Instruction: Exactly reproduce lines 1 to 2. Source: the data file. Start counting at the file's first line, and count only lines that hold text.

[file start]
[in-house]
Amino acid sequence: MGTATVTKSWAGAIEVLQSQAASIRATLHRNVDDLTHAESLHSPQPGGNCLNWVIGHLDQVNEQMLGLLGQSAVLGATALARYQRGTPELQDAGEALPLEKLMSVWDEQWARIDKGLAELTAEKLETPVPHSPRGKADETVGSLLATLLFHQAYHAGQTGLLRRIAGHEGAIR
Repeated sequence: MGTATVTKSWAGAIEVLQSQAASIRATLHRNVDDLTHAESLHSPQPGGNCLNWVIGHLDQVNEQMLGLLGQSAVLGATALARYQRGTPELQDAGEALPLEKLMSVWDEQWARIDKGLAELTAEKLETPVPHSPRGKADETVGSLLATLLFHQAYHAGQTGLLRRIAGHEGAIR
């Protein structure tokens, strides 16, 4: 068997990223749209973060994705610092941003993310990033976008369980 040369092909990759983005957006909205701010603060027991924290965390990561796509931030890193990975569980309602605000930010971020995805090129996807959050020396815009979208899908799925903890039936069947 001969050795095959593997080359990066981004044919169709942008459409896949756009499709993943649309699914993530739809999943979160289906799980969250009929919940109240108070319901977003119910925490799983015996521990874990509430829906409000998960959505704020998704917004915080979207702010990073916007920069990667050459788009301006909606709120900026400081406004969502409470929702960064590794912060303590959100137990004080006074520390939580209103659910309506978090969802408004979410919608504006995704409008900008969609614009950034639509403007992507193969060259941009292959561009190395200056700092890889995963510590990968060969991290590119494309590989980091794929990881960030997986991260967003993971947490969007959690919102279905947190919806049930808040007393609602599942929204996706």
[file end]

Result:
[in-house]
Amino acid sequence: MGTATVTKSWAGAIEVLQSQAASIRATLHRNVDDLTHAESLHSPQPGGNCLNWVIGHLDQVNEQMLGLLGQSAVLGATALARYQRGTPELQDAGEALPLEKLMSVWDEQWARIDKGLAELTAEKLETPVPHSPRGKADETVGSLLATLLFHQAYHAGQTGLLRRIAGHEGAIR